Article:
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Labels Have a Right to Be Angry About Piracy But it Probably Won’t Help

Labels Have a Right to Be Angry About Piracy But it Probably Won’t Help

After finding out a new album from one of his bands had been uploaded to a private torrent site, this week debut metal label owner Grim Darkthrone took to Twitter to announce he’s demanding compensation from the tracker. While he was criticized for his stance, doesn’t everyone have a right to be annoyed when their content is distributed online without permission?

If entertainment content can be viewed, heard, held or otherwise experienced by humans, it can be copied and shared too. This has been the position for decades and the situation won’t be changing anytime soon.

These largely unauthorized acts of reproduction and distribution stoke the furnaces of what appear to be endless copyright wars. When DRM and similar measures can’t prevent sharing, new legislation, increased liabilities, and more severe punishments are pursued by copyright holders. None of it seems to work.

With the majority of corporate-controlled entertainment media persistently supported by a chorus of anti-piracy rhetoric, it’s unsurprising that equally passionate pro-sharing views proliferate on the ‘other’ side. However, there is an increasing middle ground occupied by pirates who are also content buyers. Indeed, pirates are now regularly cited as some of the entertainment industry’s best customers (1,2).

That’s why it’s always difficult to see people trying to make an honest living from selling content yet getting frustrated and sidetracked by inevitable online piracy that could potentially be turned around into something more positive.

This week, a small storm blew up on Twitter following a tweet by ‘Grim Darkthrone’, the owner of Cult Of Osiris, a fledgling digital black metal label. He’d just discovered that his label’s very first album release from Scandinavian band Uten Håp had been uploaded online.

“So, the human scum at Metal Tracker have illegally put up a torrent of Uten Håp to download,” he wrote on Twitter.

“I’ve sent them an email asking it be removed and they pay us the amount of revenue those downloads would’ve generated. If they don’t reply, my solicitor will speak to them. Poor show.”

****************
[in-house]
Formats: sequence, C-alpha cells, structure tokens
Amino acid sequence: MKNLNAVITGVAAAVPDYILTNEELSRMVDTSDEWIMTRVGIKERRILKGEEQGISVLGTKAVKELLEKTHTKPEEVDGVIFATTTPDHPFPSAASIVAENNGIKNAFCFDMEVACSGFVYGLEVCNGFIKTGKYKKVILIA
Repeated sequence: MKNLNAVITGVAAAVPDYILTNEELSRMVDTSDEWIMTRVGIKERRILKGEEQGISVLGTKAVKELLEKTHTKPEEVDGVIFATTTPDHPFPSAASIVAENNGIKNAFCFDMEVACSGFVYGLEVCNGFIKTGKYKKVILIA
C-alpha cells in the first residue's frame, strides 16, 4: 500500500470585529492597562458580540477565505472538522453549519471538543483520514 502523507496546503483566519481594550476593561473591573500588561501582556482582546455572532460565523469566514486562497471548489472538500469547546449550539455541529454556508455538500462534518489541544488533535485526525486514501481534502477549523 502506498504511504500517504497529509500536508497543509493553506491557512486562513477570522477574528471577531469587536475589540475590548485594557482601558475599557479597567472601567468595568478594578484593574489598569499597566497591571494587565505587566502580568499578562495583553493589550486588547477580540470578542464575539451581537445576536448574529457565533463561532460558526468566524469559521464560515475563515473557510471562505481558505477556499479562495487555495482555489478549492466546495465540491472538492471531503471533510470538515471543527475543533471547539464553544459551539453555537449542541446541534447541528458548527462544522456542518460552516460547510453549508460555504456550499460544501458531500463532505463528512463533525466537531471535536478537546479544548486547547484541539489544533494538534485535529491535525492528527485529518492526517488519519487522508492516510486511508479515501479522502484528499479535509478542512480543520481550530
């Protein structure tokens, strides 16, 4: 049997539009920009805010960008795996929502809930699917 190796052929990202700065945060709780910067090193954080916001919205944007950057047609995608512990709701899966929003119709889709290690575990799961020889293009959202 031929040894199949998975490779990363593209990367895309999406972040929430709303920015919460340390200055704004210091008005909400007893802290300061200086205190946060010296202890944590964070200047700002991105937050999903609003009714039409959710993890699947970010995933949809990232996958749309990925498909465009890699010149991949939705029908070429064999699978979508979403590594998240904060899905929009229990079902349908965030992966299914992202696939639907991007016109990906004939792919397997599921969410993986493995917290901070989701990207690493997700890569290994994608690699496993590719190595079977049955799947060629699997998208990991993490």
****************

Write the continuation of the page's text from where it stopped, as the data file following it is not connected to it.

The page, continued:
While some might find themselves immediately offended by a) the piracy or b) the aggressive response, the chorus on Twitter erred towards ‘educating’ Grim on the potential benefits of sharing.

“[P]iracy may support your revenue in the long run. And a download doesn’t equal lost sales,” one metal fan wrote in response.

“How about they insert links to the official pages and support you this way? Be nice. You can’t win this fighting,” he added, linking to a TF article that suggested that piracy could actually boost digital sales.

It didn’t cut much ice with Grim, who – as mentioned earlier – is just starting out with his label.

“I like you man, but how about I decide what to do when someone is stealing music I release?” he responded.

“These people are thieves. You can explain it away how you want. It is stealing.”

As the tweets were rolling back and forth, we checked the number of downloads on Metal Tracker. As the image below shows, they sat at just over 100.

While this number of downloads is a drop in the ocean compared to mainstream releases, it’s important to realize that this is not mainstream content. And, as mentioned already, this appears to be Grim’s first release for his new label. It’s likely that a lot hinges on this album being a success so his tone is probably best viewed through that prism.

Indeed, in an email exchange with TF, Grim told us that his label is small. He needs data of who is streaming and downloading the band’s album and he needs valuable sales. His stuff being distributed on a tracker robs him of all of that, he told us.

We got the impression that the guy is simply trying to make a success of his work and that he finds this situation frustrating. Anyone with the ability to see both sides of an argument should appreciate why the guy feels the way he does, even if they don’t agree with him. He has a right – backed up by law – to be angry but could another approach prove more productive?

“[I]f you are clever, you use [piracy] to support your bands. If you’re trying to fight it, you’ll lose,” Grim was advised on Twitter.

The big question, of course, is how that can be achieved. From our brief exchange, we could tell that Grim probably won’t change his stance that piracy is tantamount to theft. However, he also said that Metal Tracker might have done things differently, in a way that could’ve benefited his label.

We aren’t going to second guess what might transpire but we’ll go out on a limb and say that legal action isn’t going to achieve the desired result. Why? Because it never does.

Legal action is expensive for major labels so for a small outfit it would simply prove to be a corrosive distraction. And, at just £5 for the official Uten Håp release (which seems great value), the label would have to sell dozens of albums to pay for a simple lawyer’s letter, let alone begin some kind of case.

As we told Grim, we’re no music industry experts but the whole thing is a probably a bit of a balancing act, with the existing popularity of the act he’s trying to promote (and their current sales) on one side, and what those sales might be with greater exposure via piracy on the other.

Hopefully, the guy will eventually find some peace and a way to benefit from the situation – he won’t be the first or last to try.

The album, for those who are interested, can be downloaded here.

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Thank you to the original source

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